I love to use my laptop while lying down in bed.

The problem is as the time goes by, the laptop gets hotter and hotter to a point that is impossible to keep it in place without burning my body (chest or stomach).

I don't want to buy a laptop stand, so I would like to advice on ideas on how can I keep the laptop on bed without it touching my body.

Placing a pillow under it is not an option because that obstructs the air vents of the laptop and is really dangerous for the electronics...

Any ideas?

  • Use a program like PowerTop to reduce your laptop's power use, and thus its temperature.
    – jamesqf
    Mar 23, 2017 at 4:16
  • 1
    If your laptop gets to a temperature of burn your skin then it has a cooling problem
    – paparazzo
    Mar 30, 2017 at 17:00

10 Answers 10


Use an egg crate like this:

Egg Crate

Or, if you want to spend some greens.. check laptop cooler pads

  • Don't you think that the egg crate will store the heat, which leads to a hotter laptop temperature?
    – user6692
    Mar 22, 2017 at 15:17
  • I don't think so, the fan outlets are usually on the sides of the laptop, and if you look at the side view of the crate, the ridges wont allow the heat to be trapped.
    – uR2die4
    Mar 22, 2017 at 22:32
  • Great hack, perfect solution. +1
    – Stan
    Oct 26, 2019 at 22:36

For the Googlers... this does touch your body. However it might still be useful, I use an ordner (is that the english word?), it works perfectly also to keep the laptop cool...:



  • Hi Motsel, Welcome to Lifehacks. Great idea, It even has an inclined surface to make things easier to reach and use. When not being used, the laptop slips between the strong, thick binder covers to take less space and protect the computer.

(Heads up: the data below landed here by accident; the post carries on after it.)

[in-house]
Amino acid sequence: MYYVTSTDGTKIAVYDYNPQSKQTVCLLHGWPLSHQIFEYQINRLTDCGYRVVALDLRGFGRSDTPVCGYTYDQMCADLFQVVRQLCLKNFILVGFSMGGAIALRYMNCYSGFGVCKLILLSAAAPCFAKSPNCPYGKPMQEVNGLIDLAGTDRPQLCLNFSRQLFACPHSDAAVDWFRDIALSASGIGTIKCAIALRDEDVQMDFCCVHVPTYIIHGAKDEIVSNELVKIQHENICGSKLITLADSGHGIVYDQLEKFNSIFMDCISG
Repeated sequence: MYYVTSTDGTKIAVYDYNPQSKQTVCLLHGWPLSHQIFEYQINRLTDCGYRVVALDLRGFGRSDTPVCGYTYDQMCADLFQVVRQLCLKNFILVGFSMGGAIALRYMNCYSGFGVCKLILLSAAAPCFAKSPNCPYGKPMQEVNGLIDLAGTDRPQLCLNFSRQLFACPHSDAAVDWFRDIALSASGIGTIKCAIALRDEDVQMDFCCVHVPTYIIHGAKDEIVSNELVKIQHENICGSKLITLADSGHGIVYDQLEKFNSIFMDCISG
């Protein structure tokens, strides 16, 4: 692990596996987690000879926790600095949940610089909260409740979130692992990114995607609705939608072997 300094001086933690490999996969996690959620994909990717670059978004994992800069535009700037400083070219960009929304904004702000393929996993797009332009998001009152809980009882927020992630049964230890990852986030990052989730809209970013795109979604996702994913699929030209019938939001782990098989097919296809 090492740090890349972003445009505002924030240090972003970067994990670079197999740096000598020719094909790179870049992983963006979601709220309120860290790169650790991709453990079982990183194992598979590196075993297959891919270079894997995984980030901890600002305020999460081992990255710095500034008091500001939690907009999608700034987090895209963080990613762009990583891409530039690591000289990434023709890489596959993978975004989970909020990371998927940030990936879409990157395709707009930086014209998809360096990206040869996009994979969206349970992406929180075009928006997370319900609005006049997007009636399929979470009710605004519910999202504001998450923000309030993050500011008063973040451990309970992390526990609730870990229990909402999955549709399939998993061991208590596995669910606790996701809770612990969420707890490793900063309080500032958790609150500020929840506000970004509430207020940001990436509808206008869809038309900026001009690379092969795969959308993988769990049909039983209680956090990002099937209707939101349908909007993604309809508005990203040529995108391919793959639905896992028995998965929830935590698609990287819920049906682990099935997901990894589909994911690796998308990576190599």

– Stan
    Oct 26, 2019 at 22:59
  • Good idea. Where I come from, this is a Ring Binder.
    – Chenmunka
    Oct 27, 2019 at 18:19

Rest the laptop on a flat surface, e.g. corrugated cardboard cut from a box. If the board is strong enough not to bend much, it will not block the vents.

BTW, I keep my laptop in a thin corrugated cardboard box (inside a computer bag) when traveling, both for the purpose of supporting the laptop and as extra cushioning.


I use my laptop often in bed. It sets on a fan platform, which sits on a thin wooden board once used for puzzles. No heat problem at all.


If you have a firm cutting board, or a large enough book, you can place that between your body and the laptop. Since it is firm, it will keep the laptop's vents free.

Bonus: You can also place that on top of a pillow if that makes it more comfortable for you or easier for you to see the screen.


I would recommend a dinner tray, or a piece of plywood if you have them spare.

Or, if you want to get creative, a wireless keyboard/mouse (this maybe?), and plug the laptop into a TV (if there's VGA/HDMI/etc slots).

  • +1 for the dinner tray as a great alternative to chest-top operation for a lap-top.
    – Stan
    Oct 26, 2019 at 22:45